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Cost of spring training baseball stadium edges above $150 million


The final construction tab for The Ballpark of the Palm Beaches, the new spring training home of the Washington Nationals and Houston Astros, could go as high as $153 million, an Astros official said.

“I think it’s clear that it’s going to be in the $150 million range,’’ said Giles Kibbe, the Astros’ general counsel. “I am guessing it will be $150 million or $152 or $153 million. I am hoping $152 million at the highest.’’

Even with the rising cost, the price of the two-team stadium in West Palm Beach pales to some of the more costly efforts in Arizona. For instance, Salt River Fields at Talking Stick, which opened in 2011 as the spring home of the Arizona Diamondbacks and Colorado Rockies, cost $226 million.

The local project’s initial cost estimate was $100 million when it was first pitched as a two-team facility in Palm Beach Gardens in 2013. Those estimates crept higher as negotiations continued, to $110 million in 2014, $144 million in 2015 and $148 million in 2016.

No matter what the final cost, Palm Beach County’s contribution, $113 million in tourism tax revenue to help finance construction bonds, will not change. Neither will the state of Florida’s allocation of $50 million. The county money will be meted out over decades to retire principal and interest on bonds issued to cover construction.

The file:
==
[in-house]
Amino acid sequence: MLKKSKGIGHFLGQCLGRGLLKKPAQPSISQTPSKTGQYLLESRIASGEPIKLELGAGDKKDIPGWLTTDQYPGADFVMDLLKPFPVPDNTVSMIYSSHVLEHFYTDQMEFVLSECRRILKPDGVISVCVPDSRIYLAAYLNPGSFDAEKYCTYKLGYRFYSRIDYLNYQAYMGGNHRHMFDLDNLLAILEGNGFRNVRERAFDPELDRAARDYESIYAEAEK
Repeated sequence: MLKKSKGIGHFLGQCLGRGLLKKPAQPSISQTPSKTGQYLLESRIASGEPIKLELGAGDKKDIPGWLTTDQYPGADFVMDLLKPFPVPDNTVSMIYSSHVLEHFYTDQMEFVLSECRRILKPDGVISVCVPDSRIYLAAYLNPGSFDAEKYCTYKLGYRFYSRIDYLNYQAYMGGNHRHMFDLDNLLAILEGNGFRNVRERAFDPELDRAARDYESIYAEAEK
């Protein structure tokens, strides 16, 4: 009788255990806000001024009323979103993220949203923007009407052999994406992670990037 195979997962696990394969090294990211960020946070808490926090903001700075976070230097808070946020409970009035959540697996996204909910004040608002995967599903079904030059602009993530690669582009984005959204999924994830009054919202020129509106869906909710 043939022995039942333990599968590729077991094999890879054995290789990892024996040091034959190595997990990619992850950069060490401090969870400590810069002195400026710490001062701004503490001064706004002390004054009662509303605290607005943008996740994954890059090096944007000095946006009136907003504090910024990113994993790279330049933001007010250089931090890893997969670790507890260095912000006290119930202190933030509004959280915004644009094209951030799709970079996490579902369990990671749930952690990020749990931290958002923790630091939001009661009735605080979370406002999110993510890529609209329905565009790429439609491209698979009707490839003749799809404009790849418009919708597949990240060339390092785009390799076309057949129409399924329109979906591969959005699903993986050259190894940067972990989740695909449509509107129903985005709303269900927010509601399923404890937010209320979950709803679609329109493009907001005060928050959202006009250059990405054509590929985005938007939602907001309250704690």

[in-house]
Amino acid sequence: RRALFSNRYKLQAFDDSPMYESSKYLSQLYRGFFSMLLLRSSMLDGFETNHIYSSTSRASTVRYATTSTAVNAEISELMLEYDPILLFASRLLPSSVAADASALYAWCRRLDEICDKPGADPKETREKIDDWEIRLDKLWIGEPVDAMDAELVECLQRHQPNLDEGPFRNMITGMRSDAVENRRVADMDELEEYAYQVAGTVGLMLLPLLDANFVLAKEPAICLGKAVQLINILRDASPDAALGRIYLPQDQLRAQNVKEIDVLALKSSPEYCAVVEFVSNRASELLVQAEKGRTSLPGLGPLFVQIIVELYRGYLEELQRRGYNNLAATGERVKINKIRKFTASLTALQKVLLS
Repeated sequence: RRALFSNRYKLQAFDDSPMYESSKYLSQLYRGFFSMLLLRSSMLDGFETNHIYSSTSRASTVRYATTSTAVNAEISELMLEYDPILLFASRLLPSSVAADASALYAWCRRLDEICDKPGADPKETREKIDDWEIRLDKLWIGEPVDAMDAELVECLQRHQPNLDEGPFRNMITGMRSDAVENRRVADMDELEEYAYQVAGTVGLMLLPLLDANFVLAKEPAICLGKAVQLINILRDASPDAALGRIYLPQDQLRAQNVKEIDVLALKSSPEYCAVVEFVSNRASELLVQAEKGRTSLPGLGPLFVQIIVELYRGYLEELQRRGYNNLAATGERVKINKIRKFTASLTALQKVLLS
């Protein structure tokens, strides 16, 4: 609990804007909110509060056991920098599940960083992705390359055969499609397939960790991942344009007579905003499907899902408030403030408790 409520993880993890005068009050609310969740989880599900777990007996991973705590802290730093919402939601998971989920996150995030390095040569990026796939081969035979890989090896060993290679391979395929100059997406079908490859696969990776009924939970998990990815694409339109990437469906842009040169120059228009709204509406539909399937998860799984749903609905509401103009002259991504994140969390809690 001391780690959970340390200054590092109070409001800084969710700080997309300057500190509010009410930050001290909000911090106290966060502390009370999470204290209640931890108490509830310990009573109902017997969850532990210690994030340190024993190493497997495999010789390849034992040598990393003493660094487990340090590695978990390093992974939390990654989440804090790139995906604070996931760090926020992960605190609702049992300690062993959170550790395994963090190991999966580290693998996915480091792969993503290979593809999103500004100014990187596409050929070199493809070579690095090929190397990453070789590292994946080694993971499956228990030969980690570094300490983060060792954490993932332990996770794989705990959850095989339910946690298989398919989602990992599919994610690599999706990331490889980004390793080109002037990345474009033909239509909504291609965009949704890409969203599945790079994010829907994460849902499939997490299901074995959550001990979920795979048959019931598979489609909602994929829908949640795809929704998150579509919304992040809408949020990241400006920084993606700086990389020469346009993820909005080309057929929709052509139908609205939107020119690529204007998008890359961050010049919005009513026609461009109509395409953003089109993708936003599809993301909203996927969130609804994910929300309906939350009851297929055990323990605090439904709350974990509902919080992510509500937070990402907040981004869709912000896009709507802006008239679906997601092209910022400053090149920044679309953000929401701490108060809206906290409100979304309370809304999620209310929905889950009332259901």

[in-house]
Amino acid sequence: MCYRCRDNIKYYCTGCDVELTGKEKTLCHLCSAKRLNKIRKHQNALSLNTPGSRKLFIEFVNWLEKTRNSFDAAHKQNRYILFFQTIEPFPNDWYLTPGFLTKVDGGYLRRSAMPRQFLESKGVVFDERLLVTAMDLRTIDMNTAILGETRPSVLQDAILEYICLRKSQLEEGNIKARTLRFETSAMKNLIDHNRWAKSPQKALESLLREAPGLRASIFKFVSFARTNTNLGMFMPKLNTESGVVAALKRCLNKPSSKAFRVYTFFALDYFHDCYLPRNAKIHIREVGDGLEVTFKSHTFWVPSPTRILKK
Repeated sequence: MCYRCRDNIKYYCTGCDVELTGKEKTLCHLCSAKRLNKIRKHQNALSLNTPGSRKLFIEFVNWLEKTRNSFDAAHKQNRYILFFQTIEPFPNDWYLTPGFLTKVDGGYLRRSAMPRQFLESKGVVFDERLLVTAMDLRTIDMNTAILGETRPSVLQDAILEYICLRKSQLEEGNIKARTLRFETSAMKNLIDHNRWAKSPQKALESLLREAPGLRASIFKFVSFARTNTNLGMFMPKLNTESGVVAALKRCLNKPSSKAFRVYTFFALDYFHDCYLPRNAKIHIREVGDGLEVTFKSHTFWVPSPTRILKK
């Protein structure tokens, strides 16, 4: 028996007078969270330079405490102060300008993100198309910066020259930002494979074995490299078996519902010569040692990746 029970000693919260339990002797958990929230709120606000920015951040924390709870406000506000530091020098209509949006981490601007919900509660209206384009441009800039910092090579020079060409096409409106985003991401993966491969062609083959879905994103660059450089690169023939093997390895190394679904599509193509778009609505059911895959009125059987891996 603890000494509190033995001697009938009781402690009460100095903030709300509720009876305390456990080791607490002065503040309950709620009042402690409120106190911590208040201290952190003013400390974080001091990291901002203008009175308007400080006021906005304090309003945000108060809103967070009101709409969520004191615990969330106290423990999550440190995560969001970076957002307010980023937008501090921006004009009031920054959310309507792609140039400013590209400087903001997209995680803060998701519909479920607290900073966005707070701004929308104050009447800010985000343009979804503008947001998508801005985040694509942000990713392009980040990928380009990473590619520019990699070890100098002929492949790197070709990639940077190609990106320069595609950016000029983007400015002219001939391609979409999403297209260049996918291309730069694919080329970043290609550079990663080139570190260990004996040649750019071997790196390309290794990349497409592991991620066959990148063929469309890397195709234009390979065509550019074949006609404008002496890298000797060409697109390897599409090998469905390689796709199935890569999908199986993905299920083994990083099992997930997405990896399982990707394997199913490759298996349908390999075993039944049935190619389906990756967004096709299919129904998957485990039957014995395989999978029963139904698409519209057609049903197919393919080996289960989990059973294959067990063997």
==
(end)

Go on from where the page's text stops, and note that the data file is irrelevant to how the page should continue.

All overruns beyond the $135 million price approved in 2015 will be paid for by the teams.

“There were clearly some adds that we didn’t have in the original budget,’’ Kibbe said. “It’s all on the teams and it is going to be itemized.’’

The teams will figure out the final tab later this year, after they finish their first spring training season in the 160-acre facility on Military Trail south of 45th street. Spring training starts Feb. 14 for the Nationals and Feb. 15 for the Astros.

The overruns do not include the teams’ annual lease payments to the county, an average of $2.4 million a year for 30 years. That’s the highest team contribution to any spring training complex in Florida or Arizona, according to the Astros and Nationals.

The earliest cost overrun the teams found was the expense of clearing the former landfill. That wound up costing at least $20 million. For some perspective, the total construction costs in 1997 for Roger Dean Stadium in Jupiter, also a two-team facility, was $28 million.

Before the Ballpark of the Palm Beaches, the most recent spring training facility to open was Sloan Park, a single-team complex home to the Chicago Cubs in Mesa, Ariz., in 2014. It cost $84 million.

The most recent Grapefruit League park to open was Jet Blue Park, home of the Boston Red Sox, in Fort Myers, in 2012. It cost $78 million.

Some of the Cactus League construction costs are paid for through a hotel tax and car rental surcharges distributed by the Arizona Sports and Tourism Authority. But considerable money comes from other sources, too.

For example, the city of Glendale paid $200 million to build Camelback Ranch, home of the Chicago White Sox and Los Angeles Dodgers, according to the Arizona Republic. The city expects to get some of that money back from the Arizona Sports and Tourism Authority.



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